Glaucoma may be a group of eye conditions that damage the nervus opticus , the health of which is significant permanently vision. This damage is usually caused by an abnormally high in your eye.
Glaucoma is one among the leading causes of blindness for people over the age of 60. It can occur at any age but is more common in older adults.
Many forms of glaucoma have no warning signs. The effect is so gradual that you simply might not notice a change in vision until the condition is at a complicated stage.
Because vision loss thanks to glaucoma cannot be recovered, it is vital to possess regular eye exams that include measurements of your eye pressure so a diagnosis are often made in its early stages and treated appropriately. If glaucoma is recognized early, vision loss are often slowed or prevented. If you've got the condition, you'll generally need treatment for the remainder of your life.
The signs and symptoms of glaucoma vary counting on the sort and stage of your condition. For example:
Ø Patchy blind spots in your side (peripheral) or central vision, frequently in both eyes
Ø Tunnel vision in the advanced stages
Acute angle-closure glaucoma
Ø Severe headache
Ø Eye pain
Ø Nausea and vomiting
Ø Blurred vision
Ø Halos around lights
Ø Eye redness
If left untreated, glaucoma will eventually cause blindness. Even with treatment, about 15 percent of individuals with glaucoma become blind in a minimum of one eye within 20 years.
When to see a doctor
Promptly attend an ER or an eye fixed doctor's (ophthalmologist's) office if you experience a number of the symptoms of acute acute glaucoma , like severe headache, eye pain and blurred vision.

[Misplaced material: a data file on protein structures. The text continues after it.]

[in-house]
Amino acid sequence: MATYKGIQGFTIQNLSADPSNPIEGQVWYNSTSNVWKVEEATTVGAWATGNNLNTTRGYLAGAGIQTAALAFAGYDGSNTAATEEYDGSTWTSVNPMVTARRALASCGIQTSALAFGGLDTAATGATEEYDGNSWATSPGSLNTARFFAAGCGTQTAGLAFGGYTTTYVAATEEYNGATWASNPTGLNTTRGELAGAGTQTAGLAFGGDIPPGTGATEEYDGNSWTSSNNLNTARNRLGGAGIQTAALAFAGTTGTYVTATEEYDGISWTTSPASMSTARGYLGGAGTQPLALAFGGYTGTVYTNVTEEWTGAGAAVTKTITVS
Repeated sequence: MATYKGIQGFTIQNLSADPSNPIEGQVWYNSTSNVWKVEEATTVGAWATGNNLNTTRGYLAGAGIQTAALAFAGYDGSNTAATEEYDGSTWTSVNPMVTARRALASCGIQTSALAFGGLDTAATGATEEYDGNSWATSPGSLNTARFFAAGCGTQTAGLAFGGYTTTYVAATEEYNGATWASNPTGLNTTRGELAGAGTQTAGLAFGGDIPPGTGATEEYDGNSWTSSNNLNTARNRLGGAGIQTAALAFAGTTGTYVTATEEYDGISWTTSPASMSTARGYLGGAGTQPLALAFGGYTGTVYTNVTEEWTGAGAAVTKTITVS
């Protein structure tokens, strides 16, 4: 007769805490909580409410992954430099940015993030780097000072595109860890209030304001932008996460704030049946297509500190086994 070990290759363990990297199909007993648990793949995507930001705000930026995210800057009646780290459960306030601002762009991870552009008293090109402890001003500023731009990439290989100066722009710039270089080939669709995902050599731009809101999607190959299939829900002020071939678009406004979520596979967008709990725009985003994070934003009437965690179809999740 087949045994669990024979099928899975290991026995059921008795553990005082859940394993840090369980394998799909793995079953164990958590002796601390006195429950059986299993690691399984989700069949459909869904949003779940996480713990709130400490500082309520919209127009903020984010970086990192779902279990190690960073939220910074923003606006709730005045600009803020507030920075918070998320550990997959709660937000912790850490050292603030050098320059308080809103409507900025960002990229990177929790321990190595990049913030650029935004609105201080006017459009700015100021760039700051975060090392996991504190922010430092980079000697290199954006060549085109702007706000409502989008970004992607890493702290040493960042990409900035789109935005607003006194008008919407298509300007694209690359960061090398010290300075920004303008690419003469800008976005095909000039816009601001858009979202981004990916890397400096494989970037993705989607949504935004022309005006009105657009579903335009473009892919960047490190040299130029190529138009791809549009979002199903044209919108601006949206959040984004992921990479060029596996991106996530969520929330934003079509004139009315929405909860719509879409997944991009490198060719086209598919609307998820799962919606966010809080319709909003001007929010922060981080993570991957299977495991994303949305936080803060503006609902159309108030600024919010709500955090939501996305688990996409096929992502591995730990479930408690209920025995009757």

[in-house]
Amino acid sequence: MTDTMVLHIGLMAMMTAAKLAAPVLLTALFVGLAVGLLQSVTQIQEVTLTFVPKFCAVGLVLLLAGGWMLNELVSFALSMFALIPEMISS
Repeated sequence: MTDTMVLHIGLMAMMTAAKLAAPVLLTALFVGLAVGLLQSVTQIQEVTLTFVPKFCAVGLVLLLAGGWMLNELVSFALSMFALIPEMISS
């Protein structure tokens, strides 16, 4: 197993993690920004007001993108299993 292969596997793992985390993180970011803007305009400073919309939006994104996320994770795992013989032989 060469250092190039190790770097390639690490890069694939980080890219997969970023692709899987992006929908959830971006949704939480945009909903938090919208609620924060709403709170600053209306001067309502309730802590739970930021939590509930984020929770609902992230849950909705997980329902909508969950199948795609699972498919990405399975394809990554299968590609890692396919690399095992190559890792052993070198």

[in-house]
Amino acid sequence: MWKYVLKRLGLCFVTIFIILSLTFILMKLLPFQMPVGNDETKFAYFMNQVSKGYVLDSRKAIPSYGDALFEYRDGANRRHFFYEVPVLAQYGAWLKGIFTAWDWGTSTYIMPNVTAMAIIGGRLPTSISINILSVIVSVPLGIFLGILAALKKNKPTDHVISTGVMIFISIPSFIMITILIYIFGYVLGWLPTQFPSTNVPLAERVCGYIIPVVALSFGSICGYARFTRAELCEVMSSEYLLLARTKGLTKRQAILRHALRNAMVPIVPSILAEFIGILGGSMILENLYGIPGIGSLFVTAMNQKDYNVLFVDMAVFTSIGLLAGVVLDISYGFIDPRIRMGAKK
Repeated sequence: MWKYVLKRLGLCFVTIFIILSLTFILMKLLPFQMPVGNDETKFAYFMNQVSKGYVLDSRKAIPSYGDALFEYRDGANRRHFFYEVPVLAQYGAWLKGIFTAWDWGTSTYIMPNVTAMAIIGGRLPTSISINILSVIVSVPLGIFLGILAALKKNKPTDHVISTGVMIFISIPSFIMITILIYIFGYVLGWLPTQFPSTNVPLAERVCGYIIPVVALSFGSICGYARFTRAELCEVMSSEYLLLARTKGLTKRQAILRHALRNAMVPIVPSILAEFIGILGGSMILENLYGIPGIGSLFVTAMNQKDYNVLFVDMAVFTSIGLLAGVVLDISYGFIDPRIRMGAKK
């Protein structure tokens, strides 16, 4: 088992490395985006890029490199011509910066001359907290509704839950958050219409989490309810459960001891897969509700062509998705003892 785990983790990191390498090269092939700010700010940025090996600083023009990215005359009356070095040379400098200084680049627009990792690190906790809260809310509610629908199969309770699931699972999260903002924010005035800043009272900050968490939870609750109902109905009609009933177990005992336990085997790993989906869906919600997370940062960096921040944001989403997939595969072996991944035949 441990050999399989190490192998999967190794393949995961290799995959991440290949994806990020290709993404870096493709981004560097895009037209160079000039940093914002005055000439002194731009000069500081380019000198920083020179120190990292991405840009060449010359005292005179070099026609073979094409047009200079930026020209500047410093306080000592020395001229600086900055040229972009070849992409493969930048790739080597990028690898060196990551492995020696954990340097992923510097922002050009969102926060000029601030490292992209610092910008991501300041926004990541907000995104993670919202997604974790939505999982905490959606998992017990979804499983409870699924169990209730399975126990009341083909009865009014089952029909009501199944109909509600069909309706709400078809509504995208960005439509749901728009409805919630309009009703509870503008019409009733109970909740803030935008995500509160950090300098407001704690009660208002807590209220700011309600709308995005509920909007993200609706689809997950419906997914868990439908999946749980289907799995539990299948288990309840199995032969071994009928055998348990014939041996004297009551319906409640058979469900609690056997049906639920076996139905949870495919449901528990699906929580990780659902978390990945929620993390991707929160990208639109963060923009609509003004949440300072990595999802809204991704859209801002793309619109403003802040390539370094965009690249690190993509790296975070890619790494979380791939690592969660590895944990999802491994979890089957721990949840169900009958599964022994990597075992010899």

Glaucoma is that the results of damage to the nervus opticus . As this nerve gradually deteriorates, blind spots develop in your field of vision . For reasons that doctors don't fully understand, this nerve damage is typically associated with increased pressure within the eye.
Elevated eye pressure is thanks to a buildup of a fluid (aqueous humor) that flows throughout the within of your eye. This internal fluid normally drains out through a tissue called the trabecular meshwork at the angle where the iris and cornea meet. When fluid is overproduced or the system doesn't work properly, the fluid can't effuse at its normal rate and eye pressure increases.
Glaucoma tends to run in families. In some people, scientists have identified genes associated with high eye pressure and nervus opticus damage.
Because chronic sorts of glaucoma can destroy vision before any signs or symptoms are apparent, remember of those risk factors:
Ø Having high internal eye pressure (intraocular pressure)
Ø Being over age 60
Ø Being black, Asian or Hispanic
Ø Having a family history of glaucoma
Ø Having corneas that are thin in the center
Ø Being extremely nearsighted or farsighted
Ø Having had an eye injury or certain types of eye surgery
Ø Taking corticosteroid medications, especially eyedrops, for a long time
These self-care steps can assist you detect glaucoma in its early stages, which is vital in preventing vision loss or slowing its progress.
Ø Know your family's eye health history. Glaucoma tends to run in families. If you're at increased risk, you'll need more frequent screening.
Ø Exercise safely. Regular, moderate exercise may help prevent glaucoma by reducing eye pressure. Talk together with your doctor about an appropriate exercise program.
Ø Take prescribed eyedrops regularly. Glaucoma eyedrops can significantly reduce the danger that prime eye pressure will reach glaucoma. To be effective, eyedrops prescribed by your doctor got to be used regularly albeit you've got no symptoms.
Ø Wear eye protection. Serious eye injuries can lead to glaucoma. Wear eye protection when using power tools or playing high-speed racket sports in enclosed courts.
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